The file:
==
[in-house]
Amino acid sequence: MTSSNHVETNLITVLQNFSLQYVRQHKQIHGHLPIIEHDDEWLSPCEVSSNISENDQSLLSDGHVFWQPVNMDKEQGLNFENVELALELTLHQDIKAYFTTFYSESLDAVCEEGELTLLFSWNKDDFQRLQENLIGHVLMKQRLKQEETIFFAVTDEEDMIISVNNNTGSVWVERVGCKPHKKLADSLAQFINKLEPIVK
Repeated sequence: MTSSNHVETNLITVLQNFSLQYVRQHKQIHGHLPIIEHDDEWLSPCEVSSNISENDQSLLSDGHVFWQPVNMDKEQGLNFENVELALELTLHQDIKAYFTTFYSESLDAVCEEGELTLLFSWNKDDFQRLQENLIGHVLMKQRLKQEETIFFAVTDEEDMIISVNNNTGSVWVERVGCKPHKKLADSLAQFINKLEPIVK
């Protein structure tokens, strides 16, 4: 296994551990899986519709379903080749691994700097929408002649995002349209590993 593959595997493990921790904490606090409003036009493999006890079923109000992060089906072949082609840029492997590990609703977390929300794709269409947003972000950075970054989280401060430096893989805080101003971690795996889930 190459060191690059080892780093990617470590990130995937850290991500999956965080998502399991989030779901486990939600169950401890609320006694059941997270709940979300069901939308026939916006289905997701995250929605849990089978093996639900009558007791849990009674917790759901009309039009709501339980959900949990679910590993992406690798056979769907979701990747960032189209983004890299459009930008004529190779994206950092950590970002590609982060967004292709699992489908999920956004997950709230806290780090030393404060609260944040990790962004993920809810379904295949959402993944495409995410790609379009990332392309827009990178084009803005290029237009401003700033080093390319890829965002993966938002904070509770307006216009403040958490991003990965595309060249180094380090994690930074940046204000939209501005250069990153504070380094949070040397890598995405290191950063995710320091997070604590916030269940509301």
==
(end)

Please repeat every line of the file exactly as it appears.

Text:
[in-house]
Amino acid sequence: MTSSNHVETNLITVLQNFSLQYVRQHKQIHGHLPIIEHDDEWLSPCEVSSNISENDQSLLSDGHVFWQPVNMDKEQGLNFENVELALELTLHQDIKAYFTTFYSESLDAVCEEGELTLLFSWNKDDFQRLQENLIGHVLMKQRLKQEETIFFAVTDEEDMIISVNNNTGSVWVERVGCKPHKKLADSLAQFINKLEPIVK
Repeated sequence: MTSSNHVETNLITVLQNFSLQYVRQHKQIHGHLPIIEHDDEWLSPCEVSSNISENDQSLLSDGHVFWQPVNMDKEQGLNFENVELALELTLHQDIKAYFTTFYSESLDAVCEEGELTLLFSWNKDDFQRLQENLIGHVLMKQRLKQEETIFFAVTDEEDMIISVNNNTGSVWVERVGCKPHKKLADSLAQFINKLEPIVK
């Protein structure tokens, strides 16, 4: 296994551990899986519709379903080749691994700097929408002649995002349209590993 593959595997493990921790904490606090409003036009493999006890079923109000992060089906072949082609840029492997590990609703977390929300794709269409947003972000950075970054989280401060430096893989805080101003971690795996889930 190459060191690059080892780093990617470590990130995937850290991500999956965080998502399991989030779901486990939600169950401890609320006694059941997270709940979300069901939308026939916006289905997701995250929605849990089978093996639900009558007791849990009674917790759901009309039009709501339980959900949990679910590993992406690798056979769907979701990747960032189209983004890299459009930008004529190779994206950092950590970002590609982060967004292709699992489908999920956004997950709230806290780090030393404060609260944040990790962004993920809810379904295949959402993944495409995410790609379009990332392309827009990178084009803005290029237009401003700033080093390319890829965002993966938002904070509770307006216009403040958490991003990965595309060249180094380090994690930074940046204000939209501005250069990153504070380094949070040397890598995405290191950063995710320091997070604590916030269940509301």